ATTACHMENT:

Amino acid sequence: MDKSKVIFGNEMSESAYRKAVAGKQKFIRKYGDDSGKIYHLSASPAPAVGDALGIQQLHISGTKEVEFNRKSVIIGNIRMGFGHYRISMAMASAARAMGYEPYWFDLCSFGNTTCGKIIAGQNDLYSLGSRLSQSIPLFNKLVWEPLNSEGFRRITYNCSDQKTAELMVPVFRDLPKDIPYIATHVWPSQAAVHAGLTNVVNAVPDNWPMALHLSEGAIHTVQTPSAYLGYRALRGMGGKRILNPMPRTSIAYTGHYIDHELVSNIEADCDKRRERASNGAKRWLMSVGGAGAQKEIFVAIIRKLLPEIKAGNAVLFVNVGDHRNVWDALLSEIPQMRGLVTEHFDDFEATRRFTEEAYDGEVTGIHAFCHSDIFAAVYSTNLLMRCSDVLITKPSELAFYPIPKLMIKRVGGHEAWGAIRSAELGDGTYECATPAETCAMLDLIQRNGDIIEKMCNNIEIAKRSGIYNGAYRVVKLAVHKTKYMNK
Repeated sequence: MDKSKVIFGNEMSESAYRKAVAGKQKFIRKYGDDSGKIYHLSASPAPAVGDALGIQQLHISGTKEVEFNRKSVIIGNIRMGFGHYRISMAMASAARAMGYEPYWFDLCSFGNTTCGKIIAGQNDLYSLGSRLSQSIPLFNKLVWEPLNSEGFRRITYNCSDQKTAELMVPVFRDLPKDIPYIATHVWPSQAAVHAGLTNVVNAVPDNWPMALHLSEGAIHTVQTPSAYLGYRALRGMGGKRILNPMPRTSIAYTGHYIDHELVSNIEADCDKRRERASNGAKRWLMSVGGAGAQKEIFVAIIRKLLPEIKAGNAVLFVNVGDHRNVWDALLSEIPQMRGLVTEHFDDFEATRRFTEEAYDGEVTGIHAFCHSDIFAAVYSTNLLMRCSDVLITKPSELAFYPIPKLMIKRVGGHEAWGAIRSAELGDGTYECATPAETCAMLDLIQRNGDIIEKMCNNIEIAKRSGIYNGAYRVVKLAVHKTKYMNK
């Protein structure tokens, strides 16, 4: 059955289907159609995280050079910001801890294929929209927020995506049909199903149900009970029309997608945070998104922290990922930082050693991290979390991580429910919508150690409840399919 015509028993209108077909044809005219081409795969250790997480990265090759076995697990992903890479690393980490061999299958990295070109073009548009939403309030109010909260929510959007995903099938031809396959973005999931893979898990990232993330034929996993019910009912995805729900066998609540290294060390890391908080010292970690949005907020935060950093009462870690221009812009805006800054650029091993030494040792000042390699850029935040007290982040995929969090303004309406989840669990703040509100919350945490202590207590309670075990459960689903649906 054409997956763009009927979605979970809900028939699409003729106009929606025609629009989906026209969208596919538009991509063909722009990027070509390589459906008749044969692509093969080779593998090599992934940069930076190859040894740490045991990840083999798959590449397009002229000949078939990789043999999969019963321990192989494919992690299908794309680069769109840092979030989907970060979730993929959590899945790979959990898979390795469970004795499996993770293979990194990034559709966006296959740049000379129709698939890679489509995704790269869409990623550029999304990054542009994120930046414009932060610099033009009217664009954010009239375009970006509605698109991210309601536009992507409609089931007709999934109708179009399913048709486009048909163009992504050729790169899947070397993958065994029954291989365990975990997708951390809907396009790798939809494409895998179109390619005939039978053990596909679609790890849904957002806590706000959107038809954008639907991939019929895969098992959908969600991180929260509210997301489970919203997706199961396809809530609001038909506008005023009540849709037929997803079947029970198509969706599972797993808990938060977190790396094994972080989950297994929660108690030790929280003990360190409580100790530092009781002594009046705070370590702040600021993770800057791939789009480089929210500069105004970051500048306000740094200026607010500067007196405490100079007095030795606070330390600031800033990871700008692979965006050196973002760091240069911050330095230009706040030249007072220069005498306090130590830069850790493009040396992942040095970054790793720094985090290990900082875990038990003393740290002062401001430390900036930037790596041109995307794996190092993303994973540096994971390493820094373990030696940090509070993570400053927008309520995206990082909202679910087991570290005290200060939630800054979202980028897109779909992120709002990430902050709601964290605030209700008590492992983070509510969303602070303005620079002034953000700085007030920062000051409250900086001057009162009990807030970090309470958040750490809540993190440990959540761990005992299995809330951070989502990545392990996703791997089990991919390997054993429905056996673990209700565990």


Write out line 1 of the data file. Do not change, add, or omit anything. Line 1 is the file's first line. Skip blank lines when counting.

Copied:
Amino acid sequence: MDKSKVIFGNEMSESAYRKAVAGKQKFIRKYGDDSGKIYHLSASPAPAVGDALGIQQLHISGTKEVEFNRKSVIIGNIRMGFGHYRISMAMASAARAMGYEPYWFDLCSFGNTTCGKIIAGQNDLYSLGSRLSQSIPLFNKLVWEPLNSEGFRRITYNCSDQKTAELMVPVFRDLPKDIPYIATHVWPSQAAVHAGLTNVVNAVPDNWPMALHLSEGAIHTVQTPSAYLGYRALRGMGGKRILNPMPRTSIAYTGHYIDHELVSNIEADCDKRRERASNGAKRWLMSVGGAGAQKEIFVAIIRKLLPEIKAGNAVLFVNVGDHRNVWDALLSEIPQMRGLVTEHFDDFEATRRFTEEAYDGEVTGIHAFCHSDIFAAVYSTNLLMRCSDVLITKPSELAFYPIPKLMIKRVGGHEAWGAIRSAELGDGTYECATPAETCAMLDLIQRNGDIIEKMCNNIEIAKRSGIYNGAYRVVKLAVHKTKYMNK